Lecture Fourteen

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Lecture 14: The Sverdrup balance and gyre circulation


Notes:
The last lecture we saw how conservation of potential vorticity governs the evolution of flows in the ocean. What can we learn from vorticity about the steady, large-scale circulation using vorticity?

Sverdrup combined geostrophy with Ekman dynamics to find a powerful relation for the size and pattern of ocean's circulation in response to the winds. We are going to derive Sverdrup's balance by first considering the geostrophic interior and the frictional surface boundary layer (Ekman layer) separately, in order to highlight how these two regimes couple to form an ocean gyre.

1. We start with geostrophy:

Initially, we cross differentiate the u and v momentum equations as we did in last class, but this time we assume a steady state:

 


Cross-differentiating:

 





Or:


Which is the geostrophic vorticity equation, where:

Thus, β << f except near the Equator.

So, the divergence of the flow is proportional (at any latitude) to its northward or meridional velocity. How can that be? Remember last class, if you change the thickness of a water column over a rotating sphere, it will need to change its spin to conserve PV. If ζ << f, then the water will move north/south!

[Note: in contrast to f, β is positive in both hemispheres. We will see later that this has the important effect of causing strong currents on the western side of all ocean basins.]

If we vertically integrate the geostrophic velocity balance we find:


With boundary conditions w(zbottom) = 0, w(ztop) = wtop. Here, zbottom is the seabed and ztop is the top of the geostrophic interior. For w(zbottom) = 0 we are assuming a flat-bottomed ocean.

Then:



Thus, at any latitude, the meridional transport is proportional to the vertical velocity at the top of the geostrophic ocean.
2. Now, let's look at Ekman:

Again we cross-differentiate these equations:




Vertically integrate over the depth of the Ekman layer, using as boundary conditions w(z0) = 0, w(zEk) = wEk:



The second term on the left hand side is small except near the Equator, where β > f. The equation then becomes:


This states that the vertical velocity at the base of the wind-driven Ekman layer is proportional to the curl of the wind stress. For clockwise curl 𝜏, the left hand side is negative ans so wEk is downward. This is called EKMAN PUMPING. The figure on the following gives an example for the interior of the North Atlantic subtropical gyre:

Conversely, for anticlockwise winds, the Ekman transport is divergent and the vertical velocity is upward. This is called EKMAN SUCTION.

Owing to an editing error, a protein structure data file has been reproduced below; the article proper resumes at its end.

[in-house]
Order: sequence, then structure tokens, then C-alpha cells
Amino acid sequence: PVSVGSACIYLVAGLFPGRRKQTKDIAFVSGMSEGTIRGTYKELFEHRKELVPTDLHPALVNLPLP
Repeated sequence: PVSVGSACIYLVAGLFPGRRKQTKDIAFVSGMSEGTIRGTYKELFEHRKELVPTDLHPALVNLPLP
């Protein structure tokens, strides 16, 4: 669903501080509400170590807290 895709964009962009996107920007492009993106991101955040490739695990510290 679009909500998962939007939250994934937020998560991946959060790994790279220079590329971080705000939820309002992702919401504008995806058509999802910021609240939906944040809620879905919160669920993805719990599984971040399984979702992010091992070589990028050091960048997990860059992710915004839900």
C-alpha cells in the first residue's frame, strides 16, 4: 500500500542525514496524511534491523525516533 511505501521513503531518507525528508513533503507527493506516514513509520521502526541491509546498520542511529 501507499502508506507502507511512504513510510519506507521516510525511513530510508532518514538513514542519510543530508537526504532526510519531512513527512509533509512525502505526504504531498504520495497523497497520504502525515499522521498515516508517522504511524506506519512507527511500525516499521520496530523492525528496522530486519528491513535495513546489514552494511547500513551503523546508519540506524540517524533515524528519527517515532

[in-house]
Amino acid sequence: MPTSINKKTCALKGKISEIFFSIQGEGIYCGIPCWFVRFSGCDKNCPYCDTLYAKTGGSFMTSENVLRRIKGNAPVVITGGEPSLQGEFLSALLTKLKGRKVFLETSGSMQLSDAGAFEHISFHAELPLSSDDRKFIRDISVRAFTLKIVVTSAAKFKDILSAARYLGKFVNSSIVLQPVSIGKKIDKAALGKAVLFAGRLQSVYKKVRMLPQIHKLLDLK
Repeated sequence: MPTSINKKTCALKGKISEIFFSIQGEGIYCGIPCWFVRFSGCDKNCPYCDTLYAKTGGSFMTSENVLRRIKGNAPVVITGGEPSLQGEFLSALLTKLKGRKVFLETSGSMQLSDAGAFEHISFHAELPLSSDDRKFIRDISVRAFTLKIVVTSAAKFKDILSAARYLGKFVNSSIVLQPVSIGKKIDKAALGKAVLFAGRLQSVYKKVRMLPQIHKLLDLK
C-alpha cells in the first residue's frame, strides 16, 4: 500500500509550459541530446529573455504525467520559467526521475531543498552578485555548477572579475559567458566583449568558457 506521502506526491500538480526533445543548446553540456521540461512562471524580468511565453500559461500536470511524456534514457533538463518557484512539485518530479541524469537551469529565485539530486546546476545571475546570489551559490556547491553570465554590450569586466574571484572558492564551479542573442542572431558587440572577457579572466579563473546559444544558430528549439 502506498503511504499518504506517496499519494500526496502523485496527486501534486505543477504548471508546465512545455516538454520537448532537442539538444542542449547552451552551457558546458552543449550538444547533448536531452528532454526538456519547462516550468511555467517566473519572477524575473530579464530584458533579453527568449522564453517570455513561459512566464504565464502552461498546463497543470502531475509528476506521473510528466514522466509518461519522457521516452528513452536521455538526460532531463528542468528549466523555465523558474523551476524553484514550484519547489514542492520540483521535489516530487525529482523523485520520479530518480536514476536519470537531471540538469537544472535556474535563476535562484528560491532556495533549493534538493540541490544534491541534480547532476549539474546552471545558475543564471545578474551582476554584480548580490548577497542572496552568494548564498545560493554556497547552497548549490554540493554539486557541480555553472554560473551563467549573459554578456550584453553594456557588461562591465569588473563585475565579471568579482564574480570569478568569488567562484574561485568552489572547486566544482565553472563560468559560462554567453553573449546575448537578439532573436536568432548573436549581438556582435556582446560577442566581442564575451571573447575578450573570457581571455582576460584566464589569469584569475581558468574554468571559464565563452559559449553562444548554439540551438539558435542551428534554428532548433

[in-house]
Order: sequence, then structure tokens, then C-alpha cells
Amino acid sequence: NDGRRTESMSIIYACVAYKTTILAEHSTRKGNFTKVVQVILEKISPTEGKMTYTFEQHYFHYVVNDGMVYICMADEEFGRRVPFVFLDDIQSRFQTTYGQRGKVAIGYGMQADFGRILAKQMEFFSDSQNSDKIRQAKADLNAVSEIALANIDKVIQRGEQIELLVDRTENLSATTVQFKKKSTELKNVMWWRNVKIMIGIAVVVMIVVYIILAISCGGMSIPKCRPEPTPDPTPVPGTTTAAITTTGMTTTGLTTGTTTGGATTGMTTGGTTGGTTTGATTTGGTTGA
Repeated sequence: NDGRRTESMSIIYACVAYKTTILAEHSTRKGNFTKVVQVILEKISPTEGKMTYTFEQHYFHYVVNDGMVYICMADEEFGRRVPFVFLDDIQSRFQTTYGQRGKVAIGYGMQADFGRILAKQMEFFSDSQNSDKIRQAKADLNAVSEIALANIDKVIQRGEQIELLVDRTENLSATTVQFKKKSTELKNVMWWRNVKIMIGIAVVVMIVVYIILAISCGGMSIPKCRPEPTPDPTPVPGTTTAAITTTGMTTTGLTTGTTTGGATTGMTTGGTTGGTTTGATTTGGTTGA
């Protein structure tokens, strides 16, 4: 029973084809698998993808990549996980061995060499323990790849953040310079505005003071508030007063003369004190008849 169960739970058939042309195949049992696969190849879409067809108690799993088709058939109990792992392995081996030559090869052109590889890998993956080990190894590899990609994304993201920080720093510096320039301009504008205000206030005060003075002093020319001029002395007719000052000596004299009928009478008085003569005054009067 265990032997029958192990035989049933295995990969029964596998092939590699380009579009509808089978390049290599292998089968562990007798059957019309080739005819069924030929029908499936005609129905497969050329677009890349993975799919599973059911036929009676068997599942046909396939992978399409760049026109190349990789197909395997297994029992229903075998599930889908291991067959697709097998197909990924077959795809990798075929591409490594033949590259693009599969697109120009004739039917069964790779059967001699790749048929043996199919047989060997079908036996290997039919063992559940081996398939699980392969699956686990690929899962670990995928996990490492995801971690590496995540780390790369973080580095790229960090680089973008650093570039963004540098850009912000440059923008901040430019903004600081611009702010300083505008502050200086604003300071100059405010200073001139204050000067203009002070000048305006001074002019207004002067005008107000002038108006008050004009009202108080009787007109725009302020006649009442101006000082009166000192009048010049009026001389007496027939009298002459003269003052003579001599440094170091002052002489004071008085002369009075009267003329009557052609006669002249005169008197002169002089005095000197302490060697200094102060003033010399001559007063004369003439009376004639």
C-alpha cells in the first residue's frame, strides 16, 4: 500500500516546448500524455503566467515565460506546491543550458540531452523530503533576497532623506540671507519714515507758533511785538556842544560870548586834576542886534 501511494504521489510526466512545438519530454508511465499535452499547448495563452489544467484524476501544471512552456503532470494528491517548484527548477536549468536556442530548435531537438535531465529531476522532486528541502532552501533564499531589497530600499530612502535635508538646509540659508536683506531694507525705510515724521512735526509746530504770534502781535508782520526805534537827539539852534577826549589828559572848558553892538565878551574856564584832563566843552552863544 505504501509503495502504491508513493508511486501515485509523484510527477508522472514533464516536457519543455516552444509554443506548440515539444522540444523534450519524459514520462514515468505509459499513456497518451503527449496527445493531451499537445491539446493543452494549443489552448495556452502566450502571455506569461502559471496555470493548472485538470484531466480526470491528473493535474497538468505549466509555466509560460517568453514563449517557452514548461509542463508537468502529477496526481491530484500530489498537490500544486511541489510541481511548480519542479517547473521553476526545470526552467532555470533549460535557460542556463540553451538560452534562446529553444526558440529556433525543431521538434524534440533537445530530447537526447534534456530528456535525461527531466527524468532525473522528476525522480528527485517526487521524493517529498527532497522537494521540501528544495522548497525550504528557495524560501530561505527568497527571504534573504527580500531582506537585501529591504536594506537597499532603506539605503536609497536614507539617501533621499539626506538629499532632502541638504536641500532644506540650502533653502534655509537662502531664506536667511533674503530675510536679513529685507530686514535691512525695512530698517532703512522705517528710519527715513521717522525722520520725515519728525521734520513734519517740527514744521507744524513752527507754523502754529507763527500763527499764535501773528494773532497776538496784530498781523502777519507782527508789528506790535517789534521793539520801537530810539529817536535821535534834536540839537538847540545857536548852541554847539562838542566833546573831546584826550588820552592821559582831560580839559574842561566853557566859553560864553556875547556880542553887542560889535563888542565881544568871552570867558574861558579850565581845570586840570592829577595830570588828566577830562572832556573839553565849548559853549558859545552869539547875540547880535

3. Combining the geostrophic interior and Ekman layer:

We can combine the Ekman and geostrophic layers very simply by looking at the two vorticity equations we have.


Equating wEk = wtop gives the SVERDRUP BALANCE:


This is a pointwise balance, true for anywhere in the ocean where the following assumptions are valid:

    - Flow is steady - d/dt = 0;
    - Flow is frictionless below the Ekman layer;
    - wbottom is small  - "flat bottom assumption".

So, the wind-driven ocean gyres can be though of as two layers:

(1) A surface layer where the curl of the wind field drives convergences and divergences which drive vertical flows (or changes in layer depth).

(2) An interior, geostrophic layer driven by the vertical flows (Ekman pumping/suction) that result from divergent/convergent Ekman transports.

Sverdrup did the entire problem at once, by taking the curl of the momentum equations with the wind stress terms included:

:


Vertically integrating from the sea bottom to the sea surface, with boundary conditions w(z = bottom) = 0 and w(z = 0) = 0, gives the Sverdrup balance:



This depth-integrated balance drops the details of the Ekman layer + geostrophic interior physics, to give us the (deceptively) simple result that the WIND STRESS CURL DRIVES THE MERIDIONAL TRANSPORT.


    - clockwise (negative) wind stress curl: southward transport.
    - anticlockwise (positive) wind stress curl: northward transport.

In terms of vorticity, you can think of it as the input of vorticity from the wind being "stored" in the ocean by moving a column of water to a region with higher or lower planetary vorticity.


Last modified: Dec 2014